April 2017 Digital Edition
March 2017 Digital Edition
Feb. 2017 Digital Edition
January 2017 Digital Edition
Nov/Dec 2016 Digital Edition
Oct 2016 Digital Edition
OPINION / Visual modeling of faces for security applications
By Jennifer Tidy and Parham Aarabi
Virtual aging of photos is often used by law enforcement for finding and capturing fugitives, abducted or lost individuals, or even terrorists. However, on some occasions the photos are either unrealistic or inaccurate. Furthermore, these photos are often generated by combining multiple stock photos (i.e. hair from stock photo 1, eyes from stock photo 2, etc.). While such a feature cut-and-paste method may be easy to do, it does not often produce the most realistic results.
In the past few decades, there has been an exponential growth in the anti-aging and cosmetic surgery space, with billions being spent by consumers to reduce or remove the signs of aging on their face and body. Plastic surgeons and pharmaceutical scientists have been exploring new ways to reduce wrinkles, to redraw the facial contours, and to adjust the tightness of the skin and restore the firmness of the facial muscles. Companies have begun to explore ways to show anti-aging and cosmetic surgery effects, using computer modeling on user photos, to aid both interested consumers and cosmetic surgeons. These programs are often based on physical modeling of the face, and can result in highly accurate renditions of a wrinkle-reduced face.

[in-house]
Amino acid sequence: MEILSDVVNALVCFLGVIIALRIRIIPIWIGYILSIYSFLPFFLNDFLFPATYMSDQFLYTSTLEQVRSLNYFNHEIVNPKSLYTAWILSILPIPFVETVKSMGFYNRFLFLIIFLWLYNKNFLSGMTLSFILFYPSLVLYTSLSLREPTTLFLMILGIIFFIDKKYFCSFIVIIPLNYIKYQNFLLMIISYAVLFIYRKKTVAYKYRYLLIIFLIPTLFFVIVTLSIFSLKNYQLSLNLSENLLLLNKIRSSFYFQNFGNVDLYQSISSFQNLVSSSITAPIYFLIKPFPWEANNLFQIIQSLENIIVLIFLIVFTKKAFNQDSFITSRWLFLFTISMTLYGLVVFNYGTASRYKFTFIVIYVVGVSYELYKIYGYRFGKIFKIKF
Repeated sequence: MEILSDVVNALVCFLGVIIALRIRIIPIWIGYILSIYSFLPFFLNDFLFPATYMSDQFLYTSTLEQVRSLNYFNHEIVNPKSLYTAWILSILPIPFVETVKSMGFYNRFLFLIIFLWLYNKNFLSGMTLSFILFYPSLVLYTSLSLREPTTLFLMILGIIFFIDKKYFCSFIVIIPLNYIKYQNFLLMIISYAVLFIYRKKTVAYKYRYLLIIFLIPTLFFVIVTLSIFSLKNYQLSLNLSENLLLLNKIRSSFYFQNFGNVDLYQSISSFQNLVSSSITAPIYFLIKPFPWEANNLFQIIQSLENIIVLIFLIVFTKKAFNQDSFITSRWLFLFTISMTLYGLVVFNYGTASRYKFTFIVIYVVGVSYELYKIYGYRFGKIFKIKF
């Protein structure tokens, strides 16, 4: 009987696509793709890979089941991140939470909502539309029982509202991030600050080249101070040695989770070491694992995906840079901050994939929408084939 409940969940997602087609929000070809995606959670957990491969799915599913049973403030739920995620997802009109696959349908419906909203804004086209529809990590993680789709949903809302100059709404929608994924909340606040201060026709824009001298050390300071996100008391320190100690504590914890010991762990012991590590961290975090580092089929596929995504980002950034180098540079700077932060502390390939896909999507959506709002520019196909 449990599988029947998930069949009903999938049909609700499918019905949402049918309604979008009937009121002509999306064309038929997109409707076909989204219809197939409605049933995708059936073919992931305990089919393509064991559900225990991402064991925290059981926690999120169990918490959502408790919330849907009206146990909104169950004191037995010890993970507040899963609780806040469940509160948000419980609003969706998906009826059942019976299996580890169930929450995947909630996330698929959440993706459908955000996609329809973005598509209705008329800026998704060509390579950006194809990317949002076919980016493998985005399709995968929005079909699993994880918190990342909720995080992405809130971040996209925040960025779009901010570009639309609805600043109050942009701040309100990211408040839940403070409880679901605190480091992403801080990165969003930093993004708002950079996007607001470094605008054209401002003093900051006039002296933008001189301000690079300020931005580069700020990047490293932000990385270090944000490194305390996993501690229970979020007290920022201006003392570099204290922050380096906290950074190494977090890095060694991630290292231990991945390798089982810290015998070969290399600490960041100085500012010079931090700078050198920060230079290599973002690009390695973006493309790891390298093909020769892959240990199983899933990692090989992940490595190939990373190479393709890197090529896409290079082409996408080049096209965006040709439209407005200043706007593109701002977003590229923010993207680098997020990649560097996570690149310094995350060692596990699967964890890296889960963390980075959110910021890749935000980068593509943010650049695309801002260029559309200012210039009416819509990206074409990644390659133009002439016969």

But what if instead of reversing the aging clock, we wanted to move it forward (while using the same physical modeling)? Perhaps there will never be a need for a pro-aging cream or a cosmetic surgery that makes us look older, but the technology used for visualizing the effects of anti-aging can be very readily applied to showing an older you.
Instead of simulating the addition of color to your hair, this technology could show grey tones added to your hair. Instead of virtually lifting the facial muscles, this technology could visualize drooping jowls and loss of volume that results from aging. And finally, instead of detecting wrinkles and removing them, these wrinkles could be strengthened and deepened. An anti-aging virtual makeover, turned inside out, would result in an extremely realistic and accurate aging makeover.
Which brings us to our central point, why have recent law enforcement aging applications not been as accurate or as realistic as one would hope? The first part of the answer is that, for law enforcement, just aging a photo is not enough. They need to think about disguises and changes to the face which would need to be shown on the image. The second reason, however, is that physics-based modeling of facial aging has not been widely used. Once such aging and facial modification programs become more available and easy to use, they will enable law enforcement to provide more accurately aged photos, which hopefully will increase their chances of capturing fugitives, finding missing persons, or even entertaining the curious who want to know what they will look like as they age.
Parham Aarabi is CEO of ModiFace.com and Jennifer Tidy is partnerships manager.